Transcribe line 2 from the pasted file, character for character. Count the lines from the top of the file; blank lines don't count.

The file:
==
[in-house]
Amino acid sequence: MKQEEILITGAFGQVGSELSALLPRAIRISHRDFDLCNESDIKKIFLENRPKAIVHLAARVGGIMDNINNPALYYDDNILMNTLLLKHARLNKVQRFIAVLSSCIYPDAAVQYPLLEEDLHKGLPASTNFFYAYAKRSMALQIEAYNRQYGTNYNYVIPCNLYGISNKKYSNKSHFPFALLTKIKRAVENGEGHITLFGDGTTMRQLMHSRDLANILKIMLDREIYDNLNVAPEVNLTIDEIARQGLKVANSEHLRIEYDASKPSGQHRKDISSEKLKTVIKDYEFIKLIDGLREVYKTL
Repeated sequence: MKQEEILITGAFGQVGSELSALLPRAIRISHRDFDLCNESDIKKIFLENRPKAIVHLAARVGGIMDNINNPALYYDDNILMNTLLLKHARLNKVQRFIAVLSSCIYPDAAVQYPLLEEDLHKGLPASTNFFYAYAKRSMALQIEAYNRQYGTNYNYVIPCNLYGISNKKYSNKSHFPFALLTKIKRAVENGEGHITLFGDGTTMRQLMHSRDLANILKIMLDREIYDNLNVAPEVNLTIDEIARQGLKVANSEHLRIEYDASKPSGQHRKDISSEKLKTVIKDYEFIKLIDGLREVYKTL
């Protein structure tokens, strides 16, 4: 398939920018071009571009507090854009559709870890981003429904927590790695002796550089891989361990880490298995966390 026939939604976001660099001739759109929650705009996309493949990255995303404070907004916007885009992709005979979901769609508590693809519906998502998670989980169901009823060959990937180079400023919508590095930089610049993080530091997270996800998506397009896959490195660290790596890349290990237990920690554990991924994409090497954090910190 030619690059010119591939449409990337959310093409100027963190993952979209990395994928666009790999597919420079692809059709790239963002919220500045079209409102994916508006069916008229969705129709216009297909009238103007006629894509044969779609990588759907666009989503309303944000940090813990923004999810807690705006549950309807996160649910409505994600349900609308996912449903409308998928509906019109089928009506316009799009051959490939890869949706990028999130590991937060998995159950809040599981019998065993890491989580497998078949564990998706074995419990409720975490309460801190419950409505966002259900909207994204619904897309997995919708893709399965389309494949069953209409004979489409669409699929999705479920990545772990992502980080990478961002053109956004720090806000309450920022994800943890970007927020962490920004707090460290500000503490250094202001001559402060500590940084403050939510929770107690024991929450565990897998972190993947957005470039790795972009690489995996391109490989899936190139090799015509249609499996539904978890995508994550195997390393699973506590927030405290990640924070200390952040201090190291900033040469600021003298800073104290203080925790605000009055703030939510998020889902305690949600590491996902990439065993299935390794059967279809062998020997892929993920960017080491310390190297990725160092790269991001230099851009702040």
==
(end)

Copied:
Amino acid sequence: MKQEEILITGAFGQVGSELSALLPRAIRISHRDFDLCNESDIKKIFLENRPKAIVHLAARVGGIMDNINNPALYYDDNILMNTLLLKHARLNKVQRFIAVLSSCIYPDAAVQYPLLEEDLHKGLPASTNFFYAYAKRSMALQIEAYNRQYGTNYNYVIPCNLYGISNKKYSNKSHFPFALLTKIKRAVENGEGHITLFGDGTTMRQLMHSRDLANILKIMLDREIYDNLNVAPEVNLTIDEIARQGLKVANSEHLRIEYDASKPSGQHRKDISSEKLKTVIKDYEFIKLIDGLREVYKTL